Dr. Aaron Horschig, DPT, of Squat University, wants you to have perfect squat form. He already addressed how to adjust your squat stance based on your anatomy. Now, he's focusing on how to correct any shifting or twisting movements that may occur when you squat.
"In today's video, I'm going to teach you how to fix a problem squat, like a weight shift or twist during your squat, by focusing on tibial rotation (the amount of rotation in your shins, your tibia bones)," he says.
He explains what that means.
"Whenever you set up for your squat and move down, you need a symmetrical amount of tibial rotation in order to sit into a good deep squat," he says. "And if you're limited on one side on how much that tibia can rotate, it's going to cause you to shift over to the better side." As you squat, Horschig explains, the tibia is internally rotating and tilting laterally.
He has a simple screen for how you can clean up that tibial mobility.
Sit in a chair and hold one leg steady as you test how much you can internally rotate your foot. He demonstrates this on his friend Ed, who clearly cannot rotate his right leg as much as the left. When Ed squats, he can't sink as deep into the right side where he has limited tibial rotation, and shifts more to his left leg. To fix this, Dr. Horschig has a corrective exercise.
He places a resistance band underneath the base of Ed's toe on the side that lacks rotation. Keeping the foot stable, Ed applies pressure to the band and drives the knee out to the side, creating tibial rotation. When his knee goes out, he squeezes his glutes for 10 seconds.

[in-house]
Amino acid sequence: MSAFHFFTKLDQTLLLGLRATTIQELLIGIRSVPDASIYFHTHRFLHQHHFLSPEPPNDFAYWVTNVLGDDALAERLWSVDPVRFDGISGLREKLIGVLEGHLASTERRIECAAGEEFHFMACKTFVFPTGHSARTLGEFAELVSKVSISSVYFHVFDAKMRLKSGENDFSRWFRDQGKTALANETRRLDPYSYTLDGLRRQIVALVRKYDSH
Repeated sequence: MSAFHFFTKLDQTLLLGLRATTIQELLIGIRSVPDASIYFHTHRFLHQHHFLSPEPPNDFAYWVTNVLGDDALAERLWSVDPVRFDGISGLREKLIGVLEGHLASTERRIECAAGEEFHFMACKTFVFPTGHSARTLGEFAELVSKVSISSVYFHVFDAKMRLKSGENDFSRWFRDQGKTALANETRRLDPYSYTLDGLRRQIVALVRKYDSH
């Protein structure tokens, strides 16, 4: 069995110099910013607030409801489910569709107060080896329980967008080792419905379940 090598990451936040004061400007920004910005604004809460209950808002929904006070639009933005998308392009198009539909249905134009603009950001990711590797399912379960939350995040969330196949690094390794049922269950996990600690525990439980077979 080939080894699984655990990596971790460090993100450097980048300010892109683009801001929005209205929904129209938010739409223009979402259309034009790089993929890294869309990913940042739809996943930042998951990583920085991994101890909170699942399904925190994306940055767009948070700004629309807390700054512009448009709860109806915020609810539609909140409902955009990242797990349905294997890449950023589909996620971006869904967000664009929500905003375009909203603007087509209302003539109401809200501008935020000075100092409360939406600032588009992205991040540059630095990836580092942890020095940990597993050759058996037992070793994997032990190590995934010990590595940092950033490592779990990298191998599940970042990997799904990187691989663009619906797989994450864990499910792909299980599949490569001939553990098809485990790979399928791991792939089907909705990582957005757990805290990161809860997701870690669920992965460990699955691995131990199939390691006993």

"In this position, we're creating the stable foot and the ideal tibial rotation that we need in a deep squat, hip flexed position, and his lateral glutes are maintaining the integrity in the optimal position that we want," says Dr. Horschig. "People that are doing this will feel that lateral glute muscle (glute medius) working hard because it's pulling your hip out tot he side, that abduction external rotation."
From there, you can shift your knee forward for a knee-over-toe stance to work on using your ankle mobility with the correct amount of tibial rotation. Hold this for 10 seconds as well.
After that, re-check that amount of rotation you have in your tibia. It should improve. From there, you can also test it out in your squat.
"Improving tibial rotation can allow your body to sink down a little bit more symmetrically and optimize your squat technique. Often we look at the hips and ankles, but we don't often think tibial rotation," says Dr. Horschig.
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